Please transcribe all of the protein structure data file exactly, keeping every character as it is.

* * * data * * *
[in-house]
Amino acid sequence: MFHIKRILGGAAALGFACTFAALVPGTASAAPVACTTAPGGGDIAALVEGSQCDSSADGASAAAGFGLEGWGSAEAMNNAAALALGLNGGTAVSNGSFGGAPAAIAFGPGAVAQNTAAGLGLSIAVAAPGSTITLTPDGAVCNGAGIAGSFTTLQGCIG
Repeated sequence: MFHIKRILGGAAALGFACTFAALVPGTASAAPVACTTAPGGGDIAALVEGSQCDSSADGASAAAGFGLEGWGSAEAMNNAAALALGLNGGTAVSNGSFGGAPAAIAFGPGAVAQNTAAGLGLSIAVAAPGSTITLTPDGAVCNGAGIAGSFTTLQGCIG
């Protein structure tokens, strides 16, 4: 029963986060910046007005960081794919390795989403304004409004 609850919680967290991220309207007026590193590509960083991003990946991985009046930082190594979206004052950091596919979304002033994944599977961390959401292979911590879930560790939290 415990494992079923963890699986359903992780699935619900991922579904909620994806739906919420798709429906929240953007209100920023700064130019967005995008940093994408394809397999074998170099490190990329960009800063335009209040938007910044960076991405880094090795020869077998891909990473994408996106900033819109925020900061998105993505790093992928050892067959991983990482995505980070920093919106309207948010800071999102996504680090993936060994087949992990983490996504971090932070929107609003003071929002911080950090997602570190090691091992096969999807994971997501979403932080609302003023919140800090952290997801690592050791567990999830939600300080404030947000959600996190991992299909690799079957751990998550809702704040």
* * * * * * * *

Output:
[in-house]
Amino acid sequence: MFHIKRILGGAAALGFACTFAALVPGTASAAPVACTTAPGGGDIAALVEGSQCDSSADGASAAAGFGLEGWGSAEAMNNAAALALGLNGGTAVSNGSFGGAPAAIAFGPGAVAQNTAAGLGLSIAVAAPGSTITLTPDGAVCNGAGIAGSFTTLQGCIG
Repeated sequence: MFHIKRILGGAAALGFACTFAALVPGTASAAPVACTTAPGGGDIAALVEGSQCDSSADGASAAAGFGLEGWGSAEAMNNAAALALGLNGGTAVSNGSFGGAPAAIAFGPGAVAQNTAAGLGLSIAVAAPGSTITLTPDGAVCNGAGIAGSFTTLQGCIG
């Protein structure tokens, strides 16, 4: 029963986060910046007005960081794919390795989403304004409004 609850919680967290991220309207007026590193590509960083991003990946991985009046930082190594979206004052950091596919979304002033994944599977961390959401292979911590879930560790939290 415990494992079923963890699986359903992780699935619900991922579904909620994806739906919420798709429906929240953007209100920023700064130019967005995008940093994408394809397999074998170099490190990329960009800063335009209040938007910044960076991405880094090795020869077998891909990473994408996106900033819109925020900061998105993505790093992928050892067959991983990482995505980070920093919106309207948010800071999102996504680090993936060994087949992990983490996504971090932070929107609003003071929002911080950090997602570190090691091992096969999807994971997501979403932080609302003023919140800090952290997801690592050791567990999830939600300080404030947000959600996190991992299909690799079957751990998550809702704040």